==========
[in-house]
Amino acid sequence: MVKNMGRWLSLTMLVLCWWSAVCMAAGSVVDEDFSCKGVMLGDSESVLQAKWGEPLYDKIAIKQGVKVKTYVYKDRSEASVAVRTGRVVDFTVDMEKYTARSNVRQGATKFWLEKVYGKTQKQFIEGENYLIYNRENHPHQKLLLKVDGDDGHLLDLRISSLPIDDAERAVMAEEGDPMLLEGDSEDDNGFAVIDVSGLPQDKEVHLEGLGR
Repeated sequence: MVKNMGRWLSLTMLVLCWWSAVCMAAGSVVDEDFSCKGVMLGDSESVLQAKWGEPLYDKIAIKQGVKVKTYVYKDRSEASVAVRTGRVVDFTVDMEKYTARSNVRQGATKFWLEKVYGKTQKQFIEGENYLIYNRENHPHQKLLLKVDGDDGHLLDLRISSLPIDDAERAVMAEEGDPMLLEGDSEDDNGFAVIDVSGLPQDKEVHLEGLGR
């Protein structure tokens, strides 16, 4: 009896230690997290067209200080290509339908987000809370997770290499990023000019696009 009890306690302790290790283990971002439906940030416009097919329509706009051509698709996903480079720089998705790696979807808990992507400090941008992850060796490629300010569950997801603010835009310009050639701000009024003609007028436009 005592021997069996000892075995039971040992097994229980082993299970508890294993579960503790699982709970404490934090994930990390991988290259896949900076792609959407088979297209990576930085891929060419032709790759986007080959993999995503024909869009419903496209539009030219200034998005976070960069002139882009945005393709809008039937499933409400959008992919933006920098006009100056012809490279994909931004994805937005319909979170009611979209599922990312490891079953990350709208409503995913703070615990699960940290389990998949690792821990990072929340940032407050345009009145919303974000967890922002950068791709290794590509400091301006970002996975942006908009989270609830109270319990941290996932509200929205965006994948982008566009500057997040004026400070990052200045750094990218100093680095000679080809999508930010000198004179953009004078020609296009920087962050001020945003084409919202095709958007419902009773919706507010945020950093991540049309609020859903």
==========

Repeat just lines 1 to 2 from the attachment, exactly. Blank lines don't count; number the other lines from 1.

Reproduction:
[in-house]
Amino acid sequence: MVKNMGRWLSLTMLVLCWWSAVCMAAGSVVDEDFSCKGVMLGDSESVLQAKWGEPLYDKIAIKQGVKVKTYVYKDRSEASVAVRTGRVVDFTVDMEKYTARSNVRQGATKFWLEKVYGKTQKQFIEGENYLIYNRENHPHQKLLLKVDGDDGHLLDLRISSLPIDDAERAVMAEEGDPMLLEGDSEDDNGFAVIDVSGLPQDKEVHLEGLGR